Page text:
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Dispersal forcing of a southern California river plumes, based on field and remote sensing observations

August 25, 2004

River plumes are important pathways of terrestrial materials entering the sea. In southern California, rivers are known to be the dominant source of littoral, shelf and basin sediment and coastal pollution, although a basic understanding of the dynamics of these river inputs does not exist. Here we evaluate forcing parameters of a southern California river plume using ship-based hydrographic surveys and satellite remote sensing measurements to provide the first insights of river dispersal dynamics in southern California. Our results suggest that plumes of the Santa Clara River are strongly influenced by river inertia, producing jet-like structures ~10 km offshore during annual recurrence (~two-year) flood events and ~30 km during exceptional (~10-year recurrence) floods. Upwelling-favorable winds may be strong following stormwater events and can alter dispersal pathways of thse plumes. Due to similar runoff relationships and other reported satellite observations, we hypothesize that interia-dominated dispersal may be an important characteristic of the small, mountainous rivers throughout southern California.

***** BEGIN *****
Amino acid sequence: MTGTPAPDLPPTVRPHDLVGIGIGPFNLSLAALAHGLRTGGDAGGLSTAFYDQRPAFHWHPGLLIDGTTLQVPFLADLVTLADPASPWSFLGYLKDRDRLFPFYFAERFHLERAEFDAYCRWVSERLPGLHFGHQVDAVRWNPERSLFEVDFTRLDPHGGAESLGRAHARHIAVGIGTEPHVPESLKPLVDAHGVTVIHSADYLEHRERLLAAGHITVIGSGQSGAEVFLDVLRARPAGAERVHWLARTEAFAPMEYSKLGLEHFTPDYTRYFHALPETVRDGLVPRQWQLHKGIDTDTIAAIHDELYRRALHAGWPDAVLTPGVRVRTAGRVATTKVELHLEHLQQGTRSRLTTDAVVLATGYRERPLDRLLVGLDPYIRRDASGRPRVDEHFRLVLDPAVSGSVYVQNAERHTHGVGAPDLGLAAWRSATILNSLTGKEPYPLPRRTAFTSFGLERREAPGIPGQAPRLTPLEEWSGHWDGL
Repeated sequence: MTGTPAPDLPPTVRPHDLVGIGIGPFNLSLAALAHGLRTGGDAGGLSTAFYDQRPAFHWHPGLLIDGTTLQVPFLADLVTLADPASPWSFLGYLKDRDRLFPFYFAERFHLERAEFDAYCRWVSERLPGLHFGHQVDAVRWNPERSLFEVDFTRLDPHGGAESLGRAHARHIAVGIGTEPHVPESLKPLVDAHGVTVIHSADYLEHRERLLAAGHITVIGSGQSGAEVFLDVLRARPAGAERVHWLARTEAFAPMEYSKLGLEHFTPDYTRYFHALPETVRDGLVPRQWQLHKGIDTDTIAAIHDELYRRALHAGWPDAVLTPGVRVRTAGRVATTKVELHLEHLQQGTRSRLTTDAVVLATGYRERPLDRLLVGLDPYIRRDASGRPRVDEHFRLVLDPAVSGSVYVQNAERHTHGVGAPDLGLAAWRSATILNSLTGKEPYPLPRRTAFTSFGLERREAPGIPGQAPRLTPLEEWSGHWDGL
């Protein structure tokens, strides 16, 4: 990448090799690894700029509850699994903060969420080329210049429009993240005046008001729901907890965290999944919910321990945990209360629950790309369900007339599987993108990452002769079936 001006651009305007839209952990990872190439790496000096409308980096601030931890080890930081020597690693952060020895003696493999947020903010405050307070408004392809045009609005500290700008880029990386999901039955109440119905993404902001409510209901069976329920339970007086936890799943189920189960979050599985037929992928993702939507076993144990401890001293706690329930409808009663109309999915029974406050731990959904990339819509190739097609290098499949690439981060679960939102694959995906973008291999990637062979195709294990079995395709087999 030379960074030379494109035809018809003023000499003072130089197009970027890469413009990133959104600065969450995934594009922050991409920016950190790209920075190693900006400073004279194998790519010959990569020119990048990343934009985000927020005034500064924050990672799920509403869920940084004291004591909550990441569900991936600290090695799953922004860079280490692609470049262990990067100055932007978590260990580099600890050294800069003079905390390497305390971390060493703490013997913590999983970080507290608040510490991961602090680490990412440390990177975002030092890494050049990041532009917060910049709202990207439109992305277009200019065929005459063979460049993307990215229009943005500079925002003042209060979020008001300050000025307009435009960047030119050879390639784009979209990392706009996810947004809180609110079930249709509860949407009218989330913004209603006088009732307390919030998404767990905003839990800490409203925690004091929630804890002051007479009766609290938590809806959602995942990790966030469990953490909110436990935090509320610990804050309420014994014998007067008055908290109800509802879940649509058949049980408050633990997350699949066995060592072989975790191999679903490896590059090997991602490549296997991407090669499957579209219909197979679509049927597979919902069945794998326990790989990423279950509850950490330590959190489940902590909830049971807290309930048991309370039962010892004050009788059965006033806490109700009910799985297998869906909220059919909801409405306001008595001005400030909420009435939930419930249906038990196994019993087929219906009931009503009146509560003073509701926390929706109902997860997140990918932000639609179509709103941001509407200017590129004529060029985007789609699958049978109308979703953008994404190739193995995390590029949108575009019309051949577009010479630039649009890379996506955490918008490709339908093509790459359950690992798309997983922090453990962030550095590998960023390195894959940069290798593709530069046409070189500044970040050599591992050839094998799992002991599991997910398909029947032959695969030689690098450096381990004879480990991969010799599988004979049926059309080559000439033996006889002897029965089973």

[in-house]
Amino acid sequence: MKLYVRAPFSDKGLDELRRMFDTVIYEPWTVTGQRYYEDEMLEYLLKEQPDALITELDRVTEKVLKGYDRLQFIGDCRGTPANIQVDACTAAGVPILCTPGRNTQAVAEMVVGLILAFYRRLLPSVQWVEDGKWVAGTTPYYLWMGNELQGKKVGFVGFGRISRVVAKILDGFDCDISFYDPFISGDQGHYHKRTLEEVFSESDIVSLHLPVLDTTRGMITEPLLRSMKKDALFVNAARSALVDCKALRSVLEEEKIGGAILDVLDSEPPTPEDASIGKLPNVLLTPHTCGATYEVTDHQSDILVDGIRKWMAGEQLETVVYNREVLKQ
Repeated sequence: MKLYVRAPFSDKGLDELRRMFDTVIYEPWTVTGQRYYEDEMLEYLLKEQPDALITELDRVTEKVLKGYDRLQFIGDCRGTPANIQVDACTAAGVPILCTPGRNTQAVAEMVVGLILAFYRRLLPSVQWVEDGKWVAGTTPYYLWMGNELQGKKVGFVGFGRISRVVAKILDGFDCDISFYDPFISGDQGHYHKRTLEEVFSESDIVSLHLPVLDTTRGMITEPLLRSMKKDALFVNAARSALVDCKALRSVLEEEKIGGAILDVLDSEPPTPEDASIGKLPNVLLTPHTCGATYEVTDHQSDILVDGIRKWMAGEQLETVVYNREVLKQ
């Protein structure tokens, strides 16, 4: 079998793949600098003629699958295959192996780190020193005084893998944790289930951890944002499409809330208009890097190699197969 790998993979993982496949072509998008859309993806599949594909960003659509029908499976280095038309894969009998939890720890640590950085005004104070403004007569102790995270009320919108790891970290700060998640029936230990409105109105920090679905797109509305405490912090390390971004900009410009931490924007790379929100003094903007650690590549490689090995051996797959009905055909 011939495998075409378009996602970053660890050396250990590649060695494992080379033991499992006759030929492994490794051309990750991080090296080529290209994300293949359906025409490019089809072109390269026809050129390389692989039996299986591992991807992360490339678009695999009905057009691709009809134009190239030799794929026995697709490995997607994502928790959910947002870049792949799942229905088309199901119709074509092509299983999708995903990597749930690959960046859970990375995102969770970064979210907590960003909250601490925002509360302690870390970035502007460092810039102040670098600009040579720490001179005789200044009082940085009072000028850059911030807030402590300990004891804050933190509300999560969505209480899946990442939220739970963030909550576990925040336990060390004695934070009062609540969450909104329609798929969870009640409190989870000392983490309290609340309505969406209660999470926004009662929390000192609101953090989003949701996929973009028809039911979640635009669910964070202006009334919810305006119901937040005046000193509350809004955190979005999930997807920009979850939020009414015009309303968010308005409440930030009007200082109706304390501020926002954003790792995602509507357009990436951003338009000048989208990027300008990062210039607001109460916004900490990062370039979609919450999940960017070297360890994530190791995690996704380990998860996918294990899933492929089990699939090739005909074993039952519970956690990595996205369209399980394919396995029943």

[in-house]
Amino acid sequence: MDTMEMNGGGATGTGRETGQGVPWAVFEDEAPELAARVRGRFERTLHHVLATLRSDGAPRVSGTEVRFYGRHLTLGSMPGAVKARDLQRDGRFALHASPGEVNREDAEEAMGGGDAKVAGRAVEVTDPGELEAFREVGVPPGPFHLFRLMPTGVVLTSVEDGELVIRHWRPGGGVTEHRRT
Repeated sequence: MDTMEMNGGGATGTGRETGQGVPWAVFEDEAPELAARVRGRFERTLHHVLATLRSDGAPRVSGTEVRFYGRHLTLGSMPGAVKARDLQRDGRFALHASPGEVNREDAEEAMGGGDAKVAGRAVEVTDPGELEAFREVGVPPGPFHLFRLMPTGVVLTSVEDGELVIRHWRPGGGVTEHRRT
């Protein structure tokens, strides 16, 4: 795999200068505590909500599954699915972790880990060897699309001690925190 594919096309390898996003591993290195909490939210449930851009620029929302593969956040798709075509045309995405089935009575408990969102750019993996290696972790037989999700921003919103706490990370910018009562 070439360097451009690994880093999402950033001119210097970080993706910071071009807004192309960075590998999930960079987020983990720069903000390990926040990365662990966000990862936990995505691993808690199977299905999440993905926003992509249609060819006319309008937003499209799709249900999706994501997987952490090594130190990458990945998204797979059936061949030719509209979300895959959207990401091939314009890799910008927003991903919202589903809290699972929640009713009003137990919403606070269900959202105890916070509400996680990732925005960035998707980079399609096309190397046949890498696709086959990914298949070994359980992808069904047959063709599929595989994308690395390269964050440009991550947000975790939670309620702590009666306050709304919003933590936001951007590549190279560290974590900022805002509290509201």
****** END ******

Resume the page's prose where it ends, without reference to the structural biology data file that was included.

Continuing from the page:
Citation Information

Publication Year 2004
Title Dispersal forcing of a southern California river plumes, based on field and remote sensing observations
DOI 10.1007/s00367-003-0163-9
Authors Jonathan A. Warrick, Leal A.K. Mertes, Libe Washburn, David A. Siegel
Publication Type Article
Publication Subtype Journal Article
Series Title Geo-Marine Letters
Series Number
Index ID 70121905
Record Source USGS Publications Warehouse
USGS Organization Coastal and Marine Geology Program